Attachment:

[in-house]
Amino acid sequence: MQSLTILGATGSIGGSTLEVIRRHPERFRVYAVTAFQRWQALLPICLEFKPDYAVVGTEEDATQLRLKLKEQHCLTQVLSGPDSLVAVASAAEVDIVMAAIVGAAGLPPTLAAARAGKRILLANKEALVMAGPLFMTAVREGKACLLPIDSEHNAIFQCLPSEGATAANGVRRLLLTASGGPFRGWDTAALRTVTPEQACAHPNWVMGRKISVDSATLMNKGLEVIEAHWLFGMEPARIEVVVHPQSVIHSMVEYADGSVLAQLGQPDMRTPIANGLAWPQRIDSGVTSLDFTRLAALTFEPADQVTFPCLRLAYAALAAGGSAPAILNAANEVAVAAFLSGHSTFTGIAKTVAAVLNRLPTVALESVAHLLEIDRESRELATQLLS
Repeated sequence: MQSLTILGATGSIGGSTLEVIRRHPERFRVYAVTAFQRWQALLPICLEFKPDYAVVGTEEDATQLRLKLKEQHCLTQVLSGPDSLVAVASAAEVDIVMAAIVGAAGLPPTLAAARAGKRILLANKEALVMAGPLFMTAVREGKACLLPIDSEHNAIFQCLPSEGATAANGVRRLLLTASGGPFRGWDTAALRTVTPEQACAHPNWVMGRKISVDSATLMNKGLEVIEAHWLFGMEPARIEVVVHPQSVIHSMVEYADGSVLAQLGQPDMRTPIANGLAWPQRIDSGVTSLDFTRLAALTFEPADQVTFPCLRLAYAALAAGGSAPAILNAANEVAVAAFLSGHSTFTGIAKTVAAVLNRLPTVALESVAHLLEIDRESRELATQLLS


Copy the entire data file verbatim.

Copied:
[in-house]
Amino acid sequence: MQSLTILGATGSIGGSTLEVIRRHPERFRVYAVTAFQRWQALLPICLEFKPDYAVVGTEEDATQLRLKLKEQHCLTQVLSGPDSLVAVASAAEVDIVMAAIVGAAGLPPTLAAARAGKRILLANKEALVMAGPLFMTAVREGKACLLPIDSEHNAIFQCLPSEGATAANGVRRLLLTASGGPFRGWDTAALRTVTPEQACAHPNWVMGRKISVDSATLMNKGLEVIEAHWLFGMEPARIEVVVHPQSVIHSMVEYADGSVLAQLGQPDMRTPIANGLAWPQRIDSGVTSLDFTRLAALTFEPADQVTFPCLRLAYAALAAGGSAPAILNAANEVAVAAFLSGHSTFTGIAKTVAAVLNRLPTVALESVAHLLEIDRESRELATQLLS
Repeated sequence: MQSLTILGATGSIGGSTLEVIRRHPERFRVYAVTAFQRWQALLPICLEFKPDYAVVGTEEDATQLRLKLKEQHCLTQVLSGPDSLVAVASAAEVDIVMAAIVGAAGLPPTLAAARAGKRILLANKEALVMAGPLFMTAVREGKACLLPIDSEHNAIFQCLPSEGATAANGVRRLLLTASGGPFRGWDTAALRTVTPEQACAHPNWVMGRKISVDSATLMNKGLEVIEAHWLFGMEPARIEVVVHPQSVIHSMVEYADGSVLAQLGQPDMRTPIANGLAWPQRIDSGVTSLDFTRLAALTFEPADQVTFPCLRLAYAALAAGGSAPAILNAANEVAVAAFLSGHSTFTGIAKTVAAVLNRLPTVALESVAHLLEIDRESRELATQLLS